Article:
UK to host international AI Safety Summit at Bletchley Park in November

Government announce it will host major event on November 1 and 2, 2023, at which world leaders, leading AI companies and other experts will discuss how to develop AI tech safely. 

AI is, of course, much in the news. We’ve reported recently on the use of AI to diagnose several serious illnesses – with dramatic impacts on health outcomes. Studies suggest AI could increase UK productivity but also affect 40% of all jobs. There are concerns that AI poses an existential risk to humanity.

white and black display shelf

The Colossus Computer on display at the National Museum of Computing, photo by Farai Gandiya

The government-hosted summit will aim to tackle these issues head on, looking at how safety concerns can be addressed through internationally co-ordinated action and rapid, targeted measures. 

The government have already announced the appointment of Matt Clifford and Jonathan Black as the Prime Minister’s representatives in this area. Over the next three months, they will rally lead AI experts and nations in talks ahead of the summit itself. The summit will also build on continuing work already being done in international forums such as the Council of Europe, Global Partnership on AI, OECD and UN, as well as standards-development organisations and the recently agreed G7 Hiroshima AI Process. 

The summit is part of the government’s ongoing efforts to position the UK as a world leader in AI. Some 50,000 people in the UK work in AI, contributing £3.7bn to the economy. Leading AI companies such as Google DeepMind began here. The government also backed the creation of the Foundation Model Taskforce with initial funding of £100m. 

The UK’s longer history in the development of computing is reflected in the choice of venue for the summit. Bletchley Park in Buckinghamshire was, of course, home to Alan Turing and his successful efforts to break the Enigma code during the Second World War. Indeed, codebreakers Jack Good and Donald Michie were among those from Bletchley that went on to develop computing and technology that can be seen at the roots of AI.  

Prime Minister Rishi Sunak says: ‘The UK has long been home to the transformative technologies of the future, so there is no better place to host the first ever global AI safety summit than at Bletchley Park this November.  

‘To fully embrace the extraordinary opportunities of artificial intelligence, we must grip and tackle the risks to ensure it develops safely in the years ahead.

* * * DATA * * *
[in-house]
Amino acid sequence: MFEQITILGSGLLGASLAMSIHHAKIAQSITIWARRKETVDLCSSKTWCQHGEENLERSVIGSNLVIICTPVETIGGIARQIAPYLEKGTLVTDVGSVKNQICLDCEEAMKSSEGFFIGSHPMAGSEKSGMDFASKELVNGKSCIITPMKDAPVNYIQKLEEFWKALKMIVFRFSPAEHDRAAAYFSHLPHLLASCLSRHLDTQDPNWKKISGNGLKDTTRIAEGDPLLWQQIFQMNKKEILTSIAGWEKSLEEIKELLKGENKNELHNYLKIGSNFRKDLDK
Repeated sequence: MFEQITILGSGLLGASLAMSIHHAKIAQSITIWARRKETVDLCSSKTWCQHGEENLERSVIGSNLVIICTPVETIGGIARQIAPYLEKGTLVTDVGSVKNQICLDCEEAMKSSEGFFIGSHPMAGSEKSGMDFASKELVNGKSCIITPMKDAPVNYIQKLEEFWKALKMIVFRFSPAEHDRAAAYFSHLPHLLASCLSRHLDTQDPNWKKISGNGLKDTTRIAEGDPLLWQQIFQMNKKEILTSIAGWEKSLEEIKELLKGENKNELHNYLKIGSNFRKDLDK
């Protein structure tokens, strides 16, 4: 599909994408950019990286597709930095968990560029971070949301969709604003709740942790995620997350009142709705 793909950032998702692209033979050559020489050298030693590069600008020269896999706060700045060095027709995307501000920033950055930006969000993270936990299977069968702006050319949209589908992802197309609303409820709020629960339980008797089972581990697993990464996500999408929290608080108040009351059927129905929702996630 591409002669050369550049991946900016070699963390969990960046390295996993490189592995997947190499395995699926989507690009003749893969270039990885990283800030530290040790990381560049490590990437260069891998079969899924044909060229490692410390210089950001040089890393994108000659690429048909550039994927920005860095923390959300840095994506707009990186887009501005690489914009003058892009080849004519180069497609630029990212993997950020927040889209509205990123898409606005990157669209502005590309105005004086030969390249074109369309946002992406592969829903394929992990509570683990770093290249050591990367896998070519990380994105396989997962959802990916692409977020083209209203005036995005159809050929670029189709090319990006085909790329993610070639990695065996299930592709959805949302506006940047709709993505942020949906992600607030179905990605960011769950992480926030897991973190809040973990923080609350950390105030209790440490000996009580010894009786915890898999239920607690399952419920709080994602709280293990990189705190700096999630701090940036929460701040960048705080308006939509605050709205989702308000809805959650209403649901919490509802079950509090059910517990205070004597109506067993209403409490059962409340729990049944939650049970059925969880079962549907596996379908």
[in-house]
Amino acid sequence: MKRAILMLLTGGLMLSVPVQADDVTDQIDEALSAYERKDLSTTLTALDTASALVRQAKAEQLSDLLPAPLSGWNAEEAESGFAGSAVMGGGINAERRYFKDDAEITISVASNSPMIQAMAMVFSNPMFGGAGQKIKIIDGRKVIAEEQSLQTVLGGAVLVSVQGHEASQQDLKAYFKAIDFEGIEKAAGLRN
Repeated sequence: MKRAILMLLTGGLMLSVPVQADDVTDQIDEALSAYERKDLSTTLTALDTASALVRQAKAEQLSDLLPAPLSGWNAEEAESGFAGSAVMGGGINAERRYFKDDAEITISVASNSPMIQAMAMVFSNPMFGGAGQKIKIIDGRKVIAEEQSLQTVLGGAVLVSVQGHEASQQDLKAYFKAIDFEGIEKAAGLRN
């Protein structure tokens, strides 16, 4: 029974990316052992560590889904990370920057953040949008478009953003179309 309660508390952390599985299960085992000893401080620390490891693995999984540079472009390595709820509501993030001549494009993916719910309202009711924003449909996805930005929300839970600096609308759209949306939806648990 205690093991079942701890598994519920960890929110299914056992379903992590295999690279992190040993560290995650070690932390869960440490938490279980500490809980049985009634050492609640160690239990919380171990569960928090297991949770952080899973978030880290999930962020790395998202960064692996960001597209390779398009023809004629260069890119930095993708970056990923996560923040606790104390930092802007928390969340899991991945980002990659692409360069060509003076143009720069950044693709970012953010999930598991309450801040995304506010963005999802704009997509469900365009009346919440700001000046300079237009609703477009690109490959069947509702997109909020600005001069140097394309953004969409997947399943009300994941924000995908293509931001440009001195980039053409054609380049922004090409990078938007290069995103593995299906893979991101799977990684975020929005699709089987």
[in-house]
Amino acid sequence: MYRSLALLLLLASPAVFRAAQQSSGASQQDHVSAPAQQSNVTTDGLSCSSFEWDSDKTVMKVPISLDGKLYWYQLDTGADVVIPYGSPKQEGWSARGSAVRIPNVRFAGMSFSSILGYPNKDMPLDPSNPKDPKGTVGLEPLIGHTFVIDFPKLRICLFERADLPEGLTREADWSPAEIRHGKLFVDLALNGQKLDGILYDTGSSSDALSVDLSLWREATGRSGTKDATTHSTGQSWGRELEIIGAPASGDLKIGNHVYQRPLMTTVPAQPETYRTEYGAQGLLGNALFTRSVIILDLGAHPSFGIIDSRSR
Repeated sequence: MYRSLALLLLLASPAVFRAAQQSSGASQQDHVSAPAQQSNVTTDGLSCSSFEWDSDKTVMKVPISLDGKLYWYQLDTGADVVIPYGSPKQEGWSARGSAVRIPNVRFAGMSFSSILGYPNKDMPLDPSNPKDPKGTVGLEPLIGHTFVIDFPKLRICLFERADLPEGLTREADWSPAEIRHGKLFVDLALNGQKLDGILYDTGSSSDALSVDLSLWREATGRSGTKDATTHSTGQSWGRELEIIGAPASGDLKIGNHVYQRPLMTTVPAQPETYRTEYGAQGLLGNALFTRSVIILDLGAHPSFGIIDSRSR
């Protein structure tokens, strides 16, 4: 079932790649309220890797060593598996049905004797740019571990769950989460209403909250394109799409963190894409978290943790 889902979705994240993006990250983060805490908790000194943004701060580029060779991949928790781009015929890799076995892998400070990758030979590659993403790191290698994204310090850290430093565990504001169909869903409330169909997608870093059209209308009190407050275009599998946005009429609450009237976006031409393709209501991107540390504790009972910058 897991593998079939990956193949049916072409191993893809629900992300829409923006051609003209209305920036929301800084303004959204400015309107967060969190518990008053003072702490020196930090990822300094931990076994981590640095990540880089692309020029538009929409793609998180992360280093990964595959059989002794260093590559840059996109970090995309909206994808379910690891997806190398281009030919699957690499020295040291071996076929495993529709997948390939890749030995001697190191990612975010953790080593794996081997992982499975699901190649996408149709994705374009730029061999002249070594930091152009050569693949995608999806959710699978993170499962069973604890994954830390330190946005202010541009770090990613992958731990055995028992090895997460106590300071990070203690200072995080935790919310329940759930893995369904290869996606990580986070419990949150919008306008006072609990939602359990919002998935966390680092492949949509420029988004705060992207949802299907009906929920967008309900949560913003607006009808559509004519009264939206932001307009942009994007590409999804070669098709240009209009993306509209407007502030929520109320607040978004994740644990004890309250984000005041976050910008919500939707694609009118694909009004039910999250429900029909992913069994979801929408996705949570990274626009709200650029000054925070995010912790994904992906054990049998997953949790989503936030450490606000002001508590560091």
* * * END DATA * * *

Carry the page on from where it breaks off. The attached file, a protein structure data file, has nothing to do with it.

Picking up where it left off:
‘With the combined strength of our international partners, thriving AI industry and expert academic community, we can secure the rapid international action we need for the safe and responsible development of AI around the world.’ 

Michelle Donelan, Secretary of State for Science, Innovation and Technology, adds: ‘International collaboration is the cornerstone of our approach to AI regulation, and we want the summit to result in leading nations and experts agreeing on a shared approach to its safe use. 

‘The UK is consistently recognised as a world leader in AI and we are well placed to lead these discussions. The location of Bletchley Park as the backdrop will reaffirm our historic leadership in overseeing the development of new technologies.  

‘AI is already improving lives from new innovations in healthcare to supporting efforts to tackle climate change, and November’s summit will make sure we can all realise the technology’s huge benefits safely and securely for decades to come.’ 

Iain Standen, CEO of the Bletchley Park Trust, says: ‘Bletchley Park Trust is immensely privileged to have been chosen as the venue for the first major international summit on AI safety this November, and we look forward to welcoming the world to our historic site. 

‘It is fitting that the very spot where leading minds harnessed emerging technologies to influence the successful outcome of World War Two will, once again, be the crucible for international co-ordinated action. 

‘We are incredibly excited to be providing the stage for discussions on global safety standards, which will help everyone manage and monitor the risks of artificial intelligence.’

In related news:

Digital, data and AI strategy for health and care in Wales

Government working on code of practice on copyright and AI

£21m for AI diagnosis on NHS



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